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Ties that bind Congress leader Kamal Nath, industrialists Mukesh Ambani, Sunil Mittal
elections: poll expenses
Business As Usual
Corporates don’t really want to disclose donation details
COMMENTS PRINT
elections: poll expenses
The state elections rolled out smoothly, but it’s money power which ruled on the ground
Uttam Sengupta, Debarshi Dasgupta
Interview
The CEC is candid in admitting that more stringent electoral laws are required to fight the menace of money power
Uttam Sengupta
opinion
Time to end vote-buying, time to give legislators more say in govt
Narendar Pani

How Corporates Oblige

  • Money Through electoral trusts, as well as in cash
  • Travel Companies provide cars, buy new ones too
  • Aircraft Top corporates “lend” their planes, some keep airplanes exclusively for this purpose
  • Food & liquor Catering and liquor use is rampant
  • Hospitality Firms allow lavish use of company guesthouses

***

The practice of corporate sector funding in India’s elections is always looked at with suspicion. This increases when India Inc wants to establish a system where they are not forced to disclose how much they donate and to whom. Last month, industry body CII reportedly wrote to the government seeking exemption from full disclosures of business contributions to political parties. Coming from a top industry body, this has raised many eyebrows.

The CII, however, refused to comment on the issue or res­p­ond to Outlook’s queries. Ind­ustry insiders say some of its high-profile members had pushed for this, feeling that a total disclosure of amounts and beneficiaries would ident­ify them with some parties and could be detrimental to their interests.

There are many within the industry, though, who do not subscribe to this view. Says T.V. Mohandas Pai, chairman, Manipal Global Education, “It’s a very unhealthy statement from our business leaders. Why this fear of a vendetta? It also means that there is a quid pro quo and they fear people will come to know of this.”

Even some senior CII leaders have reservations. Says Bajaj Auto chairman and former CII president Rahul Bajaj, “If a company does not agree with this (disclosure norm), it is one thing, but if an industry association writes to the government saying that companies need not declare the details of their political donations, it is wrong. It’s supporting a lack of transparency.”

The demand for non-disclosure of donati­ons, say industry insiders, comes from the increasing trend by the companies of donating in cash and in kind, most of which is never accounted for. And the quantum of black money is huge considering that the expenditure limits set by the EC are way below what is actually spent in the polls.

It is learnt the government is now planning to remove the limit of funding by corporates to political parties. The limit was increased rec­ently from 5 per cent of a company’s average net profits of the last three years to 7.5 per cent under the new Companies Act, follo­w­ing recommendations of a parliamentary comm­ittee on finance. But will that stop the flow of black money? Unlikely, feel experts. “Today, elections are a game of black money coming from all kinds of sources,” says Bajaj. Market estimates say the cost of fighting Lok Sabha elections is anywhere between Rs 15-25 crore, depending upon constituency and the leader.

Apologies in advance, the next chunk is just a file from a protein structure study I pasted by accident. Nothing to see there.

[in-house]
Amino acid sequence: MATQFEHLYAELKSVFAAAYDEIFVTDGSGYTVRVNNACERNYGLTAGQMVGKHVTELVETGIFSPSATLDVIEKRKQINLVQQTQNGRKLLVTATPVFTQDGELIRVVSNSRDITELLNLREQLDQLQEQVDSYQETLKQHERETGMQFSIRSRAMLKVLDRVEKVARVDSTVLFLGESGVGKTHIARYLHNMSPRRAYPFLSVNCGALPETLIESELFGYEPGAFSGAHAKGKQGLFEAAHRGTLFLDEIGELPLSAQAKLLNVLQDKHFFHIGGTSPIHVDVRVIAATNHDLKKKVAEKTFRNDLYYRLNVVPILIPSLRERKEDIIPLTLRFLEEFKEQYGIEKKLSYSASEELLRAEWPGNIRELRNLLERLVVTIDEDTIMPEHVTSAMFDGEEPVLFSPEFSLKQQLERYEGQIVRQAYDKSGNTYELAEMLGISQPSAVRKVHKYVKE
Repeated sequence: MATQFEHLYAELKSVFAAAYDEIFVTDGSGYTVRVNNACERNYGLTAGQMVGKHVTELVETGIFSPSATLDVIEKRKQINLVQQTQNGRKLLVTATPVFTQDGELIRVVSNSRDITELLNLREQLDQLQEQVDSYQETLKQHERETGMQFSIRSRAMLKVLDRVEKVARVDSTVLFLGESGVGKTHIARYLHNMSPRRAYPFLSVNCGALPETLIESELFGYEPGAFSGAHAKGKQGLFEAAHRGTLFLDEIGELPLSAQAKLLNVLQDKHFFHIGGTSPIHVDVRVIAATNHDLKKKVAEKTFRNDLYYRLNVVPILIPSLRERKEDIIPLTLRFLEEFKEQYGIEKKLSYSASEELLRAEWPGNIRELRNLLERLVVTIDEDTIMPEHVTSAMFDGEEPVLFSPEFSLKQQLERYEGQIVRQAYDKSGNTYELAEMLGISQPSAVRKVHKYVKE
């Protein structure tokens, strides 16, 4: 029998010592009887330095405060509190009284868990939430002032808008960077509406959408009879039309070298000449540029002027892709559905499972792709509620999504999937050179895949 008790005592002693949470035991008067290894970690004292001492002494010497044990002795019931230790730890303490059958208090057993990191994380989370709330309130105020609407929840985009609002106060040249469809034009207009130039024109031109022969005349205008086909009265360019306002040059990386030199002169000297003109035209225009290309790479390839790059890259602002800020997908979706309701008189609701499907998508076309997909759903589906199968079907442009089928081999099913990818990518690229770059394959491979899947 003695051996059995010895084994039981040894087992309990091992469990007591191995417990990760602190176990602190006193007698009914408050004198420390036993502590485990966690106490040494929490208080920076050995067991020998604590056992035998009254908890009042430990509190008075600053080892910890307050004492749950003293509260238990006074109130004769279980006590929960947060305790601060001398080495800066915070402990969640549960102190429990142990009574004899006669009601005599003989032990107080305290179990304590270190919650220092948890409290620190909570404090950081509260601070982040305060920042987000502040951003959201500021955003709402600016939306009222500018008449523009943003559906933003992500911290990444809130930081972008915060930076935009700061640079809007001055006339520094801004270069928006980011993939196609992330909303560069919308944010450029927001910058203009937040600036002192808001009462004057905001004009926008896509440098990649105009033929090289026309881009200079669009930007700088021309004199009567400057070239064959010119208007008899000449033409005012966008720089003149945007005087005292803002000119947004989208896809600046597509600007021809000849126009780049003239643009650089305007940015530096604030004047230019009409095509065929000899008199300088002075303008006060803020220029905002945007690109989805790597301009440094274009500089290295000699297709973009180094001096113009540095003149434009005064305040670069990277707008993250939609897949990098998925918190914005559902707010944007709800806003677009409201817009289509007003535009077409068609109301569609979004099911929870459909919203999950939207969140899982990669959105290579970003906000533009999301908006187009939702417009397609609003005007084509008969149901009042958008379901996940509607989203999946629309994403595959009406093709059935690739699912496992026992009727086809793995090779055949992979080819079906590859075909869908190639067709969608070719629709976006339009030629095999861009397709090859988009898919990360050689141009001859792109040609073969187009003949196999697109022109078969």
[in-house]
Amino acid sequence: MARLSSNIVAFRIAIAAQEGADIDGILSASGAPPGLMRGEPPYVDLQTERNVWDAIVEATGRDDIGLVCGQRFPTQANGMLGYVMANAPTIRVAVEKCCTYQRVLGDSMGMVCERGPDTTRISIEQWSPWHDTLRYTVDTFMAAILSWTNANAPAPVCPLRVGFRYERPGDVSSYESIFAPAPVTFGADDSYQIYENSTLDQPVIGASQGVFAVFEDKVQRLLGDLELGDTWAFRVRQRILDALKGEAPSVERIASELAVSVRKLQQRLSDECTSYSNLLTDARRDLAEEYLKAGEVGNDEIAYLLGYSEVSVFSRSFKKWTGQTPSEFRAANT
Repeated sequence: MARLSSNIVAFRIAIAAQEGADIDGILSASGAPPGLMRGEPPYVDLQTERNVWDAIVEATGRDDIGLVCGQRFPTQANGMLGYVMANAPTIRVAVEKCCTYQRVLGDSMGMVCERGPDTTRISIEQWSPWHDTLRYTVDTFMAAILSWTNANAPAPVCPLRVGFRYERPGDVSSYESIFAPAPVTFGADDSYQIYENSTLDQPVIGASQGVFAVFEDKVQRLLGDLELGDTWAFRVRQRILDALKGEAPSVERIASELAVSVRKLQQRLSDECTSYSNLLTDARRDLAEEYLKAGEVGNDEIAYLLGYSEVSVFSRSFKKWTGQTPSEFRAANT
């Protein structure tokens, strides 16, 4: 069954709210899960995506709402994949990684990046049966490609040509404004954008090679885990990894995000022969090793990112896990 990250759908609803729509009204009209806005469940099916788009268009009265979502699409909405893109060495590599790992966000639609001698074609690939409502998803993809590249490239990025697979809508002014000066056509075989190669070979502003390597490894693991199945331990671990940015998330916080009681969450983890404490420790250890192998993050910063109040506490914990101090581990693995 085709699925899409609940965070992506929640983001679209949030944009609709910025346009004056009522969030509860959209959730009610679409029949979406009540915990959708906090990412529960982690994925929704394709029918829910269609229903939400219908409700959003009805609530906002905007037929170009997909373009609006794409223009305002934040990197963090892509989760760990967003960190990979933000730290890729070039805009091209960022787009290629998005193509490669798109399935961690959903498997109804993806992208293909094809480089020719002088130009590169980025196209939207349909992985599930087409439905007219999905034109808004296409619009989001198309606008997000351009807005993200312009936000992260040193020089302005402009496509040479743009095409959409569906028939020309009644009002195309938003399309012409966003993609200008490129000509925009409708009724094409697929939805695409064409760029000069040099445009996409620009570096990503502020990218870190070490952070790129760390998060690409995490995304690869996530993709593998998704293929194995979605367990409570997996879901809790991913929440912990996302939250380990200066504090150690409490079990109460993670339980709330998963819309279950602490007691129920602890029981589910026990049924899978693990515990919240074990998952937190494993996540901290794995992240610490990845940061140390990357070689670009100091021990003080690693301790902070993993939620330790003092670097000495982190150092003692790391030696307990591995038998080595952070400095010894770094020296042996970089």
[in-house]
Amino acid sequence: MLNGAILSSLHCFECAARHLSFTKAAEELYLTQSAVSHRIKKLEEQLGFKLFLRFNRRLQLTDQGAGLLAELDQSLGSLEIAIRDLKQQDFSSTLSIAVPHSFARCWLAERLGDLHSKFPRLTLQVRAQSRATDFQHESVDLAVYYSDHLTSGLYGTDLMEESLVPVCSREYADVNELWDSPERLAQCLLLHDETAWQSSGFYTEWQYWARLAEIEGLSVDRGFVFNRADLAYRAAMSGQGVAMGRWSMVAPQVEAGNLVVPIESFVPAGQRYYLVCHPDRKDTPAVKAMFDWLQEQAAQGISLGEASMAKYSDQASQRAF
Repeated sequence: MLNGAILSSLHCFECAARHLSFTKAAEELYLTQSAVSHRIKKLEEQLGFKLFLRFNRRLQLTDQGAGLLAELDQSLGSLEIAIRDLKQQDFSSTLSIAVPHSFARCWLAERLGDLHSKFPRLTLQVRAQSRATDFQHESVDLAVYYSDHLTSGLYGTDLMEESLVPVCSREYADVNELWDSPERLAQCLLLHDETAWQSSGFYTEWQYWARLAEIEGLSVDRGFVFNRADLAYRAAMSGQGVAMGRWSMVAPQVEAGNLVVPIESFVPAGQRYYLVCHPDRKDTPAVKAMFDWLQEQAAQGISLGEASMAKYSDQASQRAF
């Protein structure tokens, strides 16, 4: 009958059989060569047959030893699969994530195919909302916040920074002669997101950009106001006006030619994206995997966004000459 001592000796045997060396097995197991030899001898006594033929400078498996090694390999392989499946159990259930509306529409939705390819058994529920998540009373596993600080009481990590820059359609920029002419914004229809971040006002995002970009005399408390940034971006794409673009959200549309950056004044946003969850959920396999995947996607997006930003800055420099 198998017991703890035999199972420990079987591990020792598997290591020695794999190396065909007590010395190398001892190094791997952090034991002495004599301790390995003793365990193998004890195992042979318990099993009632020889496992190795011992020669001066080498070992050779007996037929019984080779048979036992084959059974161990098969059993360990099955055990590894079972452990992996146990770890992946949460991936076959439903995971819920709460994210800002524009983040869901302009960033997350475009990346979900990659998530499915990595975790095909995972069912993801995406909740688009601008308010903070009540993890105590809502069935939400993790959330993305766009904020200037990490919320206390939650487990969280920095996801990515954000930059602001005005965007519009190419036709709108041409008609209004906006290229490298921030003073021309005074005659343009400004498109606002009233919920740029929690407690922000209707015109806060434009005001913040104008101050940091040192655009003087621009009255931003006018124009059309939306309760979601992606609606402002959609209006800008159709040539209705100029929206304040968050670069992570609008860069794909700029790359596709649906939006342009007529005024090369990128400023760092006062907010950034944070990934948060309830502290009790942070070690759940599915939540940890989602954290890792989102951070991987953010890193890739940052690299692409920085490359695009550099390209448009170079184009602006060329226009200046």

Companies happily oblige pol­itical parties and leaders (see box), a common practice being the arranging of private or company-owned aircraft for election use. A senior industrialist who owns a plane says, “Some people even maintain aircraft just for political part­ies. It’s a huge way of buying favours from political leaders.”

Many companies follow the practice of don­ating officially through their electoral trusts. The Tatas, Aditya Birla Group and Bharti Ent­erprises have their own electoral trusts. The new rules may make it mandatory for all com­panies to set up such trusts to fund pol­i­tical parties. But that will hardly stop the flow of black money. Bajaj sums it up best, “Very few large donations are given without expectations of a quid pro quo. People give money to keep a political party in good hum­our, and hope that they can ask for a favour if an opportunity arises.” As long as this view prevails, the taps will stay open.

COMMENTS PRINT
elections: poll expenses
The state elections rolled out smoothly, but it’s money power which ruled on the ground
Uttam Sengupta, Debarshi Dasgupta
Interview
The CEC is candid in admitting that more stringent electoral laws are required to fight the menace of money power
Uttam Sengupta
opinion
Time to end vote-buying, time to give legislators more say in govt
Narendar Pani
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